13 June 2023

Pipe dream becomes towering reality for prize-winning Bega sculptor

| Claire Sams
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Weed will now join other permanent works on the Batemans Bay Sculpture Walk. Photo: Richard Moffatt.

A Bega artist has added another feather to his cap, taking home the $60,000 Sculpture for Clyde Acquisitive Prize.

Richard Moffatt’s work had already been installed at Parliament House and the National Arboretum in Canberra, as well as along the Snowy Mountains Highway and other locations in New South Wales and Queensland.

One of his works, Weed, will now remain in Batemans Bay after being selected to join the Sculpture Walk.

“It’s always incredibly exciting to win a prize and have your work recognised,” he said.

“Because it’s acquisitive, my work goes out there into a public place to stand alongside other beautiful pieces of creativity that other sculptors have designed and made.”

Moffatt entered the work in Sculpture for Clyde, a 10-day public art festival focused on sculpture, held from 24 May to 4 June.

But work on Weed started long before the exhibition opened.

“It was a long-term dream coming to fruition, since that particular piece was made in 2017 but it needed to weather before I actually entered it,” Moffatt said.

“I set it up between Bega and Tathra on a dairy farm, where people drove past.

“They were looking it at every day and watching it rust.”

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Moffatt welded steel pipes together to make his sculpture.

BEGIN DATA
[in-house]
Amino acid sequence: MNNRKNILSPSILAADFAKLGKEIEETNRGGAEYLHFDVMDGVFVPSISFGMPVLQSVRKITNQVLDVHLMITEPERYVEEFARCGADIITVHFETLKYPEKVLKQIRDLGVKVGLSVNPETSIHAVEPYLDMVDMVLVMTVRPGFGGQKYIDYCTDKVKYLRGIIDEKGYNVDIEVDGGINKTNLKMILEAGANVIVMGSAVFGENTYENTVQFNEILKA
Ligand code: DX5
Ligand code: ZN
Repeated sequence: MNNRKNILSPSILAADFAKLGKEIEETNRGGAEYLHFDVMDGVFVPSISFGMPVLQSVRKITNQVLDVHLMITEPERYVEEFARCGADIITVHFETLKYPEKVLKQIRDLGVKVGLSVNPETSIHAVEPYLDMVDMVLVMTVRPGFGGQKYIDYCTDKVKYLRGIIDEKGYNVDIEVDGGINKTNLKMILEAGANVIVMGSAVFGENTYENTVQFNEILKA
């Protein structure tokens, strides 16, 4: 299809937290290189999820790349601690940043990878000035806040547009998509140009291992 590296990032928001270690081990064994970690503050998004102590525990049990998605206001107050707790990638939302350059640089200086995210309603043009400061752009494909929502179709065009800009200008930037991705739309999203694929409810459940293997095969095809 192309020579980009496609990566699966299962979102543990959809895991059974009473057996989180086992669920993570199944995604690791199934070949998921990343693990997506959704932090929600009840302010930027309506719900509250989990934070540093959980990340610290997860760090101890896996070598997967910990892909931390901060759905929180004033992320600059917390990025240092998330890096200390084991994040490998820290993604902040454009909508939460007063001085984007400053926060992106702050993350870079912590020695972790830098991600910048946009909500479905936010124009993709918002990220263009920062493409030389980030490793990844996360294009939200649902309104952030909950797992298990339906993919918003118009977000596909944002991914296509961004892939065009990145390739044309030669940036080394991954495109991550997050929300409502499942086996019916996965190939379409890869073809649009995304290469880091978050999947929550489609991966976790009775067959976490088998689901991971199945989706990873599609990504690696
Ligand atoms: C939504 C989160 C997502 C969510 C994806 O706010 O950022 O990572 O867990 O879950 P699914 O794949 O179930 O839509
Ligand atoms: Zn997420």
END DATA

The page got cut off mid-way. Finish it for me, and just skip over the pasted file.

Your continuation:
“Those pipes are an industrial material that’s used in petrochemical and industrial mining – and I did work in that industry in the 1990s,” he said.

“I was first inspired while working in Mt Isa and thought, ‘Imagine having the ability to work creatively with this material and make sculptures with it’.”

In the years since, Moffatt has dedicated time to building his sculpture skills.

“This let me come up with more and more radical and whimsical shapes and designs with those materials,” he said.

His plans were interrupted by the COVID-19 pandemic.

“It was just such a beautiful finish to the story, having that work be designed specifically for that exhibition and finally being able to enter it,” he said.

“It was the icing on the cake to win the Acquisitive Prize as well.”

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Participating in something like Sculpture for Clyde gave artists and the wider public a chance to come together, Moffatt said.

“I know a lot of artists because of these exhibitions, where you can meet them year after year,” he said.

“At each exhibition, I’m setting up with them and sharing stories and becoming friends with people that otherwise I perhaps wouldn’t have met.

“It’s a great gateway for creative people to get together, help each other and really support one another.”

Other Sculpture for Clyde award winners include James Bunter with Bubble Rock and Wil Edwards-Franchimon with Release.

Additionally, students from Carroll College took home the Student Sculpture Prize with Identity Totem Poles, while Senden Blackwood’s Portmanteau won the Major Award.

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